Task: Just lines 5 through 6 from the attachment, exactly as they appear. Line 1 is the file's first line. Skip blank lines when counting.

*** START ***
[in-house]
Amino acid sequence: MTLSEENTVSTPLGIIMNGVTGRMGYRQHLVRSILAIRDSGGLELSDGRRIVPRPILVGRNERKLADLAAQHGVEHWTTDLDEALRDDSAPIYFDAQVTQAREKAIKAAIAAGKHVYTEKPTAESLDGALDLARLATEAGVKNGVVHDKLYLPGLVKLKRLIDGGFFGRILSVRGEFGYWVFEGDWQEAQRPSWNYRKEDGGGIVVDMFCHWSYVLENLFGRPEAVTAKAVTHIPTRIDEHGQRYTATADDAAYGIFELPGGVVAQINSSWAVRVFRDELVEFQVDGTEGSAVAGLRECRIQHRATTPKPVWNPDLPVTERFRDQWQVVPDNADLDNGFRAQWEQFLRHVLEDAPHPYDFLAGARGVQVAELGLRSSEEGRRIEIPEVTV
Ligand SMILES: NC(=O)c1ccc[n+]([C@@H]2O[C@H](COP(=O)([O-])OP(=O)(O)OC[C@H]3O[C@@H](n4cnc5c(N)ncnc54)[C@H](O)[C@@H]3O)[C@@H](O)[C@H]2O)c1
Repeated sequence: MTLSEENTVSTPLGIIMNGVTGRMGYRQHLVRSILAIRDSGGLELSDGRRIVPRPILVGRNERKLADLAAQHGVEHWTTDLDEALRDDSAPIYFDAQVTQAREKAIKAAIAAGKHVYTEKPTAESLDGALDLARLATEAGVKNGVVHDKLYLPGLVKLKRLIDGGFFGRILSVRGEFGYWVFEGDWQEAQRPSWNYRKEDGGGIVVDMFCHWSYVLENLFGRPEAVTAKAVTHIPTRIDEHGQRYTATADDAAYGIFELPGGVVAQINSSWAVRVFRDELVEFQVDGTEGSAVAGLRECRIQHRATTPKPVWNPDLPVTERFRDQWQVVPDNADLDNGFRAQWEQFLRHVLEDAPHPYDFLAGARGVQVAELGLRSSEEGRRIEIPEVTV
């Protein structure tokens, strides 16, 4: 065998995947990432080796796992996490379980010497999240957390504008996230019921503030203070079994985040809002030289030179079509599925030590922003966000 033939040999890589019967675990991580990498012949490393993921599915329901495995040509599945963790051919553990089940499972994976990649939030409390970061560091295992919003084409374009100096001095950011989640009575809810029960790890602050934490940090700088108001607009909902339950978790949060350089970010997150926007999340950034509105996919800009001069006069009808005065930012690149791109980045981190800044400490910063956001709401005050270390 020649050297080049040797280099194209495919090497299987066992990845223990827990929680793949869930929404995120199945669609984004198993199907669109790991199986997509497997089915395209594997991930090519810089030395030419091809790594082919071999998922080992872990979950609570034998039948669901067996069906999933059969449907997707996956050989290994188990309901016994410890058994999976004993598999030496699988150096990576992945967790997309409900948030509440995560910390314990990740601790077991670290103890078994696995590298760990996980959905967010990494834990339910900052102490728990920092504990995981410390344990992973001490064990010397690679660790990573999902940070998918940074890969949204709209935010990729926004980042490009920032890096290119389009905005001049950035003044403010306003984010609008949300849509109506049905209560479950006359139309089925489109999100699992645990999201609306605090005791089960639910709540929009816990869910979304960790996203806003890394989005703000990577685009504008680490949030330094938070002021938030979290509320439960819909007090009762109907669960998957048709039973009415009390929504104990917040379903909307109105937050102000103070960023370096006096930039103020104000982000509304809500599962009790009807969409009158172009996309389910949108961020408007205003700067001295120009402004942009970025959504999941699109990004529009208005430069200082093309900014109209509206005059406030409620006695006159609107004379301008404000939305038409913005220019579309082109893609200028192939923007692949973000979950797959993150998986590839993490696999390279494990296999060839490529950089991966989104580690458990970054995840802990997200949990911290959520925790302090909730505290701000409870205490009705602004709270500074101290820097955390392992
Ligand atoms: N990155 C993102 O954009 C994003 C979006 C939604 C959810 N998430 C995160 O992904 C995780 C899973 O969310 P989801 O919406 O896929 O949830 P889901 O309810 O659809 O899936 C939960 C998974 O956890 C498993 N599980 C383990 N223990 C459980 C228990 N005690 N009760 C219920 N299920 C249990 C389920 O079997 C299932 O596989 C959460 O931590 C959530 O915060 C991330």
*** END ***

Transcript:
């Protein structure tokens, strides 16, 4: 065998995947990432080796796992996490379980010497999240957390504008996230019921503030203070079994985040809002030289030179079509599925030590922003966000 033939040999890589019967675990991580990498012949490393993921599915329901495995040509599945963790051919553990089940499972994976990649939030409390970061560091295992919003084409374009100096001095950011989640009575809810029960790890602050934490940090700088108001607009909902339950978790949060350089970010997150926007999340950034509105996919800009001069006069009808005065930012690149791109980045981190800044400490910063956001709401005050270390 020649050297080049040797280099194209495919090497299987066992990845223990827990929680793949869930929404995120199945669609984004198993199907669109790991199986997509497997089915395209594997991930090519810089030395030419091809790594082919071999998922080992872990979950609570034998039948669901067996069906999933059969449907997707996956050989290994188990309901016994410890058994999976004993598999030496699988150096990576992945967790997309409900948030509440995560910390314990990740601790077991670290103890078994696995590298760990996980959905967010990494834990339910900052102490728990920092504990995981410390344990992973001490064990010397690679660790990573999902940070998918940074890969949204709209935010990729926004980042490009920032890096290119389009905005001049950035003044403010306003984010609008949300849509109506049905209560479950006359139309089925489109999100699992645990999201609306605090005791089960639910709540929009816990869910979304960790996203806003890394989005703000990577685009504008680490949030330094938070002021938030979290509320439960819909007090009762109907669960998957048709039973009415009390929504104990917040379903909307109105937050102000103070960023370096006096930039103020104000982000509304809500599962009790009807969409009158172009996309389910949108961020408007205003700067001295120009402004942009970025959504999941699109990004529009208005430069200082093309900014109209509206005059406030409620006695006159609107004379301008404000939305038409913005220019579309082109893609200028192939923007692949973000979950797959993150998986590839993490696999390279494990296999060839490529950089991966989104580690458990970054995840802990997200949990911290959520925790302090909730505290701000409870205490009705602004709270500074101290820097955390392992
Ligand atoms: N990155 C993102 O954009 C994003 C979006 C939604 C959810 N998430 C995160 O992904 C995780 C899973 O969310 P989801 O919406 O896929 O949830 P889901 O309810 O659809 O899936 C939960 C998974 O956890 C498993 N599980 C383990 N223990 C459980 C228990 N005690 N009760 C219920 N299920 C249990 C389920 O079997 C299932 O596989 C959460 O931590 C959530 O915060 C991330």